The recording set up looks pretty interesting on the clips I have seen.

“We had four ribbon mics. Two of them were facing Joe and I. The other two were actually facing outwards, away from us at right angles, to pick up the ambient sound of the place we were in. The sounds of trains going by, of people getting on and off trains… we wanted to make the album an immersive trip.

“Put on headphones and listen to the whole thing, and you can follow us along on the trip. These days, given digitisation, few people listen to an album all the way through. We were just trying to reconnect with that experience as well as connecting the songs with the railroad.”

Is your collaboration with Joe going to continue?

“Well at the moment it’s kind of coming to an end,” he says. “We’ve got a couple of summer festival shows in Canada and the US, but really, he’s kind of gone back to producing.”

You have a book about skiffle coming out in June, called Roots, Radicals And Rockers – what made you decide to write another book?

“The book tells the story of how British pop music went from being jazz-based to being guitar-led. This hinges on Lonnie Donegan having a hit in 1956 with Rock Island Line. It’s a book about skiffle, and that moment in our cultural history.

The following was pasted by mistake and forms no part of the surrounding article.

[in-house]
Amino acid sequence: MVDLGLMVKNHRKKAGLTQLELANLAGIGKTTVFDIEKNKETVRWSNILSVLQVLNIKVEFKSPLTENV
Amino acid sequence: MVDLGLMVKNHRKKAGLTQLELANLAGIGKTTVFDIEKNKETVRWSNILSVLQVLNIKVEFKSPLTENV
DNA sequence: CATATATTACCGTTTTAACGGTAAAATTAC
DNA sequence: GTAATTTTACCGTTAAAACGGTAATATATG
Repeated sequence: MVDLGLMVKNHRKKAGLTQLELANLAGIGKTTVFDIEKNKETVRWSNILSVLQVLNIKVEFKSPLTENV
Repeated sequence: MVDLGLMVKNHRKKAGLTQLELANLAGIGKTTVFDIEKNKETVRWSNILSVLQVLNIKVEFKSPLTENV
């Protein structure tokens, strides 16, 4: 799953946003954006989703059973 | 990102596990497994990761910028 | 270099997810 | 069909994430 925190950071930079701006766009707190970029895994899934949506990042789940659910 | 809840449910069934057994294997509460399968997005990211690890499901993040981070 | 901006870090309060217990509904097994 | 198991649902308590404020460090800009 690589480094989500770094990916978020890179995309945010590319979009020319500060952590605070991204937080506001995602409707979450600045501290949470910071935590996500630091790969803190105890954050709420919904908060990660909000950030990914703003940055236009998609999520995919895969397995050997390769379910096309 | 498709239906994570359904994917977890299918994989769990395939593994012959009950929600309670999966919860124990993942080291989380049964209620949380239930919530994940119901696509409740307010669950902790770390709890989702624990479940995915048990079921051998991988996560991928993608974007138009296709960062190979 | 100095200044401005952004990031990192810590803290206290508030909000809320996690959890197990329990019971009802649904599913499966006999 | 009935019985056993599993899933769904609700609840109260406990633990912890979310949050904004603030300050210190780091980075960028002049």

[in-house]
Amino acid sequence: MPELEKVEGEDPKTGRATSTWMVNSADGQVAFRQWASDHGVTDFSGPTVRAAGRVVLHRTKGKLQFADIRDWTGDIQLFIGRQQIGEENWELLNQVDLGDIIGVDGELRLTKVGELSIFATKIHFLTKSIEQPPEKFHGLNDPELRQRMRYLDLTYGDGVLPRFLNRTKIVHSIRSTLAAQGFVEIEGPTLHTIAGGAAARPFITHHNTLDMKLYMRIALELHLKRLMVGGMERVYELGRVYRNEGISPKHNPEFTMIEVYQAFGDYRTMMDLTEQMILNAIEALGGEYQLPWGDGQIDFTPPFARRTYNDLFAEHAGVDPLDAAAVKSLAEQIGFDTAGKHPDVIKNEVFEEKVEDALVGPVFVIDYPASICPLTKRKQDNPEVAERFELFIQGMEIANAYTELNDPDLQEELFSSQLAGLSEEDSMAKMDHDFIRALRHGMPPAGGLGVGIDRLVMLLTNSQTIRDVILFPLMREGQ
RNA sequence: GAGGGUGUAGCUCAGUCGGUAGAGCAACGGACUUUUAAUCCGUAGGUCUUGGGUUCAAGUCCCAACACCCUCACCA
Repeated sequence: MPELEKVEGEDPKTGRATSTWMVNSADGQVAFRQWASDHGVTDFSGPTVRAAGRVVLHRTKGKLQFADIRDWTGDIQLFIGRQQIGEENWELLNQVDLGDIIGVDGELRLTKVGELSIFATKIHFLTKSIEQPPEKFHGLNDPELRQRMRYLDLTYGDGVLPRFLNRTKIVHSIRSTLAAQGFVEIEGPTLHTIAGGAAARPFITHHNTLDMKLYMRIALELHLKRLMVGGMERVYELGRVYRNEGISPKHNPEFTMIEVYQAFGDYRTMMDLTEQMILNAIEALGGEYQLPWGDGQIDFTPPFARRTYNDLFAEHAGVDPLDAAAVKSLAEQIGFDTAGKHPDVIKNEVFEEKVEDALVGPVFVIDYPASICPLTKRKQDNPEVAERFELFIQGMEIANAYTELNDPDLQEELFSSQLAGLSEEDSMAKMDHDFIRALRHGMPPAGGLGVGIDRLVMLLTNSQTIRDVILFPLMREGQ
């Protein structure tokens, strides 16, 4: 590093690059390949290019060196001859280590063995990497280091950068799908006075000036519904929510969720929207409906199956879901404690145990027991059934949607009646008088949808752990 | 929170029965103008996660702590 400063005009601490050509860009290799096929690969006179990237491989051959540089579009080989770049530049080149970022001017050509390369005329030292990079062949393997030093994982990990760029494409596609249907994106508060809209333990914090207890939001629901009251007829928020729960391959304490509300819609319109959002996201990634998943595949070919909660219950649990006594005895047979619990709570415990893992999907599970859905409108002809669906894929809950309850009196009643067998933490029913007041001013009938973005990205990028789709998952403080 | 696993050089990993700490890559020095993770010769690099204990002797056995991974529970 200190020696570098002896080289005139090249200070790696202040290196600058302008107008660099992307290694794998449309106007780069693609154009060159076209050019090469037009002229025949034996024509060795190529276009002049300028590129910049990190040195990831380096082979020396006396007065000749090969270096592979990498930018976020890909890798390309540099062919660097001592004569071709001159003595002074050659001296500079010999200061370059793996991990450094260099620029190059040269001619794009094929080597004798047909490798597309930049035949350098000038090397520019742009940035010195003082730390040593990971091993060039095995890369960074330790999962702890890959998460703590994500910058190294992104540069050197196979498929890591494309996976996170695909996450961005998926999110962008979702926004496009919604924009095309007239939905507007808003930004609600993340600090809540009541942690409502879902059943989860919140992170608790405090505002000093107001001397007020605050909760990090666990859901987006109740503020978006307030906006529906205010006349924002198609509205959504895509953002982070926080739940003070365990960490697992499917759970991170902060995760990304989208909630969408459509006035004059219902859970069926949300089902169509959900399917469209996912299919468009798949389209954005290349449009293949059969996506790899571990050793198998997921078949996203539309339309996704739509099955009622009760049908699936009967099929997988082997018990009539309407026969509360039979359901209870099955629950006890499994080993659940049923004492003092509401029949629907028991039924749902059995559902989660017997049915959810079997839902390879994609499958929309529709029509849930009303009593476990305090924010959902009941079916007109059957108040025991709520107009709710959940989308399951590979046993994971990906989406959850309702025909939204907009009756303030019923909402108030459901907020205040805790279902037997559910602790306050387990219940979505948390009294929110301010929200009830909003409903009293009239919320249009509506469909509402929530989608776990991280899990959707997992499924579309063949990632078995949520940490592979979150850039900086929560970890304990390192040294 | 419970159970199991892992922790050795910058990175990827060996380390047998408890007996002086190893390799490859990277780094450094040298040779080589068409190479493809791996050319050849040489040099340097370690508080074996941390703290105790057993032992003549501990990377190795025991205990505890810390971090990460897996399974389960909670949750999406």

“It’s a period in our pop history that’s not really been talked about in a social context. There have been a couple of books that look at skiffle as a phenomenon, but they’re basically written by people who were there. I don’t think anyone has written a book that’s given a kind of overview of the things happening before skiffle, and what was happening around it, while it was actually going on. It was quite significant because it was the first music in the UK that was made by teenagers for teenagers. It wasn’t handed down to young people by the music business, by Tin Pan Alley.

“It was a bit like punk rock, you know,” Billy continues. “It was something that bubbled up from underneath; that’s what made Donegan so startling when people heard him on the radio. He didn’t sound like anything that had been heard before. Nobody had made records like that.”

Was this a big research project for you?